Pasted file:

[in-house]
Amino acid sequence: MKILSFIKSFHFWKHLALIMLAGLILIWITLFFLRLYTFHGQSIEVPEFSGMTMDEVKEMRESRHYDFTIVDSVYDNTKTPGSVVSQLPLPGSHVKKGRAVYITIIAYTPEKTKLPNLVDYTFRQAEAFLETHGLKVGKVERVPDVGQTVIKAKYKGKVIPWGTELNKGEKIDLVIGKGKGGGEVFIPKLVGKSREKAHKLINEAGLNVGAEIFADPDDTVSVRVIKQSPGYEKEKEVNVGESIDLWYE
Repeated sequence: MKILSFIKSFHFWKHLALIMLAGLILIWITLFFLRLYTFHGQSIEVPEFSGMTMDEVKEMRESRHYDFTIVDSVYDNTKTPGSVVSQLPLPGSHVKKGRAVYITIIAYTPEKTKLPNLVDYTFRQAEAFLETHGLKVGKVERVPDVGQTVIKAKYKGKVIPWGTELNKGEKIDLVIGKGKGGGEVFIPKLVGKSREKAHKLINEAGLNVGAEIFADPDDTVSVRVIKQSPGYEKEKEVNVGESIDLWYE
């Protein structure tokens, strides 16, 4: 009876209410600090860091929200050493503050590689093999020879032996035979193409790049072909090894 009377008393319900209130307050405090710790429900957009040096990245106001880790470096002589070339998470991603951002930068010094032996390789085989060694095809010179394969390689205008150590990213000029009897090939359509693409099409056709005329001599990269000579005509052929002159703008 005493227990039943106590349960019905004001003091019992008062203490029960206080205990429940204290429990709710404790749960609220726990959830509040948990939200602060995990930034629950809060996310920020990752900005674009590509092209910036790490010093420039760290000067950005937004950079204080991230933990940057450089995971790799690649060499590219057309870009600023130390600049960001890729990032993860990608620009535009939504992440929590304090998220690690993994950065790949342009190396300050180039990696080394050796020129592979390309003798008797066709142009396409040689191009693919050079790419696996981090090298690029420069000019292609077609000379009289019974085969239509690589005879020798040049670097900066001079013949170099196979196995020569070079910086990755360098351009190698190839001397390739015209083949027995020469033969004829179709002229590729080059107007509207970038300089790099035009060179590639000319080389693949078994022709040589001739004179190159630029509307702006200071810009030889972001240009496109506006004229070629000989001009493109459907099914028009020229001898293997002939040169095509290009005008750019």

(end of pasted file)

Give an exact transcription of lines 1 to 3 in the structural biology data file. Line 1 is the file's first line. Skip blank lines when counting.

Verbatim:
[in-house]
Amino acid sequence: MKILSFIKSFHFWKHLALIMLAGLILIWITLFFLRLYTFHGQSIEVPEFSGMTMDEVKEMRESRHYDFTIVDSVYDNTKTPGSVVSQLPLPGSHVKKGRAVYITIIAYTPEKTKLPNLVDYTFRQAEAFLETHGLKVGKVERVPDVGQTVIKAKYKGKVIPWGTELNKGEKIDLVIGKGKGGGEVFIPKLVGKSREKAHKLINEAGLNVGAEIFADPDDTVSVRVIKQSPGYEKEKEVNVGESIDLWYE
Repeated sequence: MKILSFIKSFHFWKHLALIMLAGLILIWITLFFLRLYTFHGQSIEVPEFSGMTMDEVKEMRESRHYDFTIVDSVYDNTKTPGSVVSQLPLPGSHVKKGRAVYITIIAYTPEKTKLPNLVDYTFRQAEAFLETHGLKVGKVERVPDVGQTVIKAKYKGKVIPWGTELNKGEKIDLVIGKGKGGGEVFIPKLVGKSREKAHKLINEAGLNVGAEIFADPDDTVSVRVIKQSPGYEKEKEVNVGESIDLWYE